In the Stenberg dissent, such rhetoric is harmless, because dissents have no legal, binding value as precedent. They can be the equivalent of a justice shaking his fist at the sky and yelling. But when the ideas in that dissent later become those in the majority opinion, like it did in Gonzales, the effect on pregnant people and their constitutional rights is devastating.
Justice Kennedy returned to his disturbing language about D and E procedures—the ones very commonly used in second-trimester abortions—in the Gonzales majority opinion, writing, “No one would dispute that, for many, D and E is a procedure itself laden with the power to devalue human life.”
And under Justice Kennedy’s guidance, the Court finally was able in Gonzales to reframe the abortion debate where the interests of the state can outweigh the interests of the pregnant person before fetal viability, allowing the government to regulate abortion in that time period. Kennedy wrote, “Congress could nonetheless conclude that the type of abortion proscribed by the [Partial Birth Abortion Act] requires specific regulation because it implicates additional ethical and moral concerns that justify a special prohibition.”
And anti-choicers have followed in those state-interest footsteps.
In the initial rounds of reaction to the D and E bans passed by Kansas and Oklahoma reproductive rights supporters quickly, and rightly, noted that unlike the previous “partial-birth abortion” bans, these latest restrictions were even broader in scope. This should suggest that despite the clear anti-abortion bias among the conservative majority, the Roberts Court would decline to uphold these restrictions. Plus, amid all his talk of D and Es devaluing human life, Kennedy had explicitly pointed out non-intact dilation and evacuation abortions as an option for women in Gonzales, right?
I wish I could say I shared that faith that the Court will do the right thing. But given the Court’s track record, I just don’t. Look at what happened with last summer in Hobby Lobby, for example: The conservatives, including Justice Kennedy, allowed for-profit corporations a religious exemption from complying with the birth control benefit in the Affordable Care Act, because such an exemption existed for nonprofit businesses. That exemption, the conservative majority in Hobby Lobby ruled, proved there were other, less burdensome ways for the Obama administration to meet its goal of eradicating gender discrimination in insurance coverage. The very next day, the Court then tried to chip even further at birth control availability in Wheaton College, when it ruled the nonprofit’s religious rights were likely violated by the accommodation process whose constitutionality it had just affirmed. Justice Kennedy, in particular, had relied on the existence of the nonprofit accommodation in Hobby Lobby as an example of how the government could get it right when balancing gender equality and religious objections to contraception. Then he’d joined with conservatives in blocking that same accommodation the very next day.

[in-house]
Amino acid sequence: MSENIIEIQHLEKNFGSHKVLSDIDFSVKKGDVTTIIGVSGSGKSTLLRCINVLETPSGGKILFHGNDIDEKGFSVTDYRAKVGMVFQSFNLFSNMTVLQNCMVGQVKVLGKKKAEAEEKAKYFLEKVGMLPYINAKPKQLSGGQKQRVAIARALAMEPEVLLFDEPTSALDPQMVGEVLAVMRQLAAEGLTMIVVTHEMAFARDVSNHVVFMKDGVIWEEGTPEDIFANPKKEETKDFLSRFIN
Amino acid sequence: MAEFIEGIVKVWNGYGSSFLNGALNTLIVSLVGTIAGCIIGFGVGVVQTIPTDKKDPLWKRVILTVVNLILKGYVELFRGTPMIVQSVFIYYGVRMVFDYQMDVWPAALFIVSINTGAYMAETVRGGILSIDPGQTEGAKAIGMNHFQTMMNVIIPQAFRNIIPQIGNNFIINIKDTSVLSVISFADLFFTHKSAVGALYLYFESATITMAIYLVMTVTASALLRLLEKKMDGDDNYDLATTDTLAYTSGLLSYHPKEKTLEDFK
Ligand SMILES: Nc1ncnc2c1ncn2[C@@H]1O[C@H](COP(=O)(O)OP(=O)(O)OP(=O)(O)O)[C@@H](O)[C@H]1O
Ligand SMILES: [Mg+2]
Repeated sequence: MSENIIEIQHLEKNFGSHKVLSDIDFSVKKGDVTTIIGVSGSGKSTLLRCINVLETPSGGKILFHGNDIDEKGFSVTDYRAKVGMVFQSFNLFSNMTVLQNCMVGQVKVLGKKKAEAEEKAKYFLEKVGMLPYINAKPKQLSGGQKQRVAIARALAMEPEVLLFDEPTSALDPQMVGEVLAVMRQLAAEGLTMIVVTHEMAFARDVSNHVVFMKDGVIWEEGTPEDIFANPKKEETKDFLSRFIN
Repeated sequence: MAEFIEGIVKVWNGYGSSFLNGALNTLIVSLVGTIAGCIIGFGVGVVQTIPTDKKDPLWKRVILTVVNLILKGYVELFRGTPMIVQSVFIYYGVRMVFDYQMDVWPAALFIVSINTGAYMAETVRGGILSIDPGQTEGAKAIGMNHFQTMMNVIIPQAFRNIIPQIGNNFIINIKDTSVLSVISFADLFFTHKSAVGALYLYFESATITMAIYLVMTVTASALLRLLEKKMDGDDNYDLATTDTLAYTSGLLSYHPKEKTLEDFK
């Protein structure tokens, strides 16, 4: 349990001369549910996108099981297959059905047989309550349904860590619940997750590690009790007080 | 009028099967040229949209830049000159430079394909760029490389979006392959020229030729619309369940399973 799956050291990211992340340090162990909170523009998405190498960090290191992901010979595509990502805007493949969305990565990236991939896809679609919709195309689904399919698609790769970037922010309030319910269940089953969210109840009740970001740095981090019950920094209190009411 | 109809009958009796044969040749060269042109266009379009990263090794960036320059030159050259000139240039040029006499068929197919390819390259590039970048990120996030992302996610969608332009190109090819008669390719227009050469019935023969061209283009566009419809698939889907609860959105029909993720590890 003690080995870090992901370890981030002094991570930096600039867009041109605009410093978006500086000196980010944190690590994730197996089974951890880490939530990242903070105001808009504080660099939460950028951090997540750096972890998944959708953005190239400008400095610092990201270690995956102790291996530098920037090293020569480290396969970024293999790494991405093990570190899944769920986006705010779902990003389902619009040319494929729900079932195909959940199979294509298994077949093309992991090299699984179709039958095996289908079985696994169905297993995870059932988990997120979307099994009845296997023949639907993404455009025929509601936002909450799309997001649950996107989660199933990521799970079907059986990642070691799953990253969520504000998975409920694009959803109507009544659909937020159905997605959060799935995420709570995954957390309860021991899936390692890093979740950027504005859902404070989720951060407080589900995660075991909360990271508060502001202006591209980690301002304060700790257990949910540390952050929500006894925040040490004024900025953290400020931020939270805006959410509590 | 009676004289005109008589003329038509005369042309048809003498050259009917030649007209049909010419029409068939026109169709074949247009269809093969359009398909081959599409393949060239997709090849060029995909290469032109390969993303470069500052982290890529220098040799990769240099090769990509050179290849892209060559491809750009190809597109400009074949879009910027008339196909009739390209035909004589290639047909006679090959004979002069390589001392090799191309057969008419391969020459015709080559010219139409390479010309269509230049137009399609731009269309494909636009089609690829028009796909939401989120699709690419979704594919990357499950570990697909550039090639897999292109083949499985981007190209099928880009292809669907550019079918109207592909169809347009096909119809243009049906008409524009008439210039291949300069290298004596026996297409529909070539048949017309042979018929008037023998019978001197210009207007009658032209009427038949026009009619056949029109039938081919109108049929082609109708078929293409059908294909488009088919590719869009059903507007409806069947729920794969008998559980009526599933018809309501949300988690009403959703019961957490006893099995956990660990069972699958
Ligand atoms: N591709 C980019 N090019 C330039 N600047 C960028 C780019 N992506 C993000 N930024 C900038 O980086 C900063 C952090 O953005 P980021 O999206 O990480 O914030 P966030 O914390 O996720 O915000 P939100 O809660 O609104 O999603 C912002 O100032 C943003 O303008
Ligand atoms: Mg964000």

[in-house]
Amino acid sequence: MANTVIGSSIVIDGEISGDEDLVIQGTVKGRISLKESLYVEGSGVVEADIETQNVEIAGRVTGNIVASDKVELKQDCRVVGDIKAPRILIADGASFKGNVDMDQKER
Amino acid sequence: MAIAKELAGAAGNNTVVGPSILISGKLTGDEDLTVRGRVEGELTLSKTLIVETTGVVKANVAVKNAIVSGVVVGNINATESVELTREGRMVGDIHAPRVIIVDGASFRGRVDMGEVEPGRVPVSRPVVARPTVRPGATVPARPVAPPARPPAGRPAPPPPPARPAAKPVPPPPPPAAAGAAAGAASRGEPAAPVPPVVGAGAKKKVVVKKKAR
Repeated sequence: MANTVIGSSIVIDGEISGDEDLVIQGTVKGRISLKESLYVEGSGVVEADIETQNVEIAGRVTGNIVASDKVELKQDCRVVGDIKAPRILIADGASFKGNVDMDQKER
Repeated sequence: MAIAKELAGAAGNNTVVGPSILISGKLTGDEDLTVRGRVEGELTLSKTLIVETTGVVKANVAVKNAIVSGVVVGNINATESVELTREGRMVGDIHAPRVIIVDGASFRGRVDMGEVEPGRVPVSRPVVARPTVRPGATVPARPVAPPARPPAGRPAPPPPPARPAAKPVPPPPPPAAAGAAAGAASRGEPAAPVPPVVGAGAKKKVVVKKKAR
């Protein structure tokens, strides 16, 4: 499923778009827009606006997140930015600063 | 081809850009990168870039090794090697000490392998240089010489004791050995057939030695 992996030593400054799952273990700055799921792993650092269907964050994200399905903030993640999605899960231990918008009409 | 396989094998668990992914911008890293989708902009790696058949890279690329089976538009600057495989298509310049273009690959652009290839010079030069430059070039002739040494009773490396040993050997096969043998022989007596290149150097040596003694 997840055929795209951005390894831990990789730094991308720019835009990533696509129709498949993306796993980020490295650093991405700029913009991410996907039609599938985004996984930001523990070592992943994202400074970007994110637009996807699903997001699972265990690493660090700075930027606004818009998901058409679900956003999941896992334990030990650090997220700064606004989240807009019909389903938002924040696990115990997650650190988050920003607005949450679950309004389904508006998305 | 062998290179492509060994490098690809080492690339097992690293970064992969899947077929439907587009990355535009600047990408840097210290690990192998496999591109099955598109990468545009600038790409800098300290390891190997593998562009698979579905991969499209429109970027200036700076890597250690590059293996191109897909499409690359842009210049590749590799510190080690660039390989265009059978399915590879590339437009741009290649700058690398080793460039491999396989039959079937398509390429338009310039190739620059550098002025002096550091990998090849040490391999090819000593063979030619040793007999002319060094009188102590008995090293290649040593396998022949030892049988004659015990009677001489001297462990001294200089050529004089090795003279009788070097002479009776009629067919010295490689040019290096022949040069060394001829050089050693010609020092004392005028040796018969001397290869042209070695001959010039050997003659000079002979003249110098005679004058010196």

This suggests Kennedy plays a long game. In the case of the contraception benefit, it was by holding up the nonprofit exemption as an option, then working to take that option away.
The same can be said for D and E bans. Despite trying to assure folks that the reach of Gonzales was limited, the language and the effect of Kennedy’s decision shows that was never the case. He showed his hand first in Stenberg by fully embracing anti-choice language and rhetoric decrying “abortionists,” and elevating the interests of the state above those of the pregnant person. Then he played it masterfully in Gonzales by setting out all the reasons why the ruling should apply to all D and Es, before reigning the opinion in with his conclusion: that the federal law only regulated a fraction of the procedures. There’s no reason to think he won’t continue his pattern with the current D and E bans.
If there’s good news here, it’s that it will take a while before the issue reaches the Roberts Court, which conceivably could also mean a different makeup of the Supreme Court, depending on retirements and future presidential appointments. So far only two states have passed D and E bans, and while no legal challenges have been filed yet, it’s reasonable to think they are coming. But it’s also clear anti-abortion advocates hope those challenges do come. States like Kansas and Oklahoma don’t just provide the anti-choice side with friendly state legislatures to pass what should be considered blatantly unconstitutional abortion restrictions. These states are also situated in conservative federal court jurisdictions that are extremely hostile to abortion rights, and thus likely to uphold them.
The same is not true for anti-abortion states like Ohio, Indiana, and Arizona, where anti-abortion restrictions have, for the most part, faced tougher scrutiny in the federal courts. Somewhat counterintuitively, my educated guess is that we’ll see similar bans pop up in those states, as anti-choicers hope to force a split among the federal courts on the constitutionality of these restrictions. Such a split would require the Roberts Court to step in. By the looks of things today, that has been the anti-choice plan since the ink first dried in 2007 in Gonzales.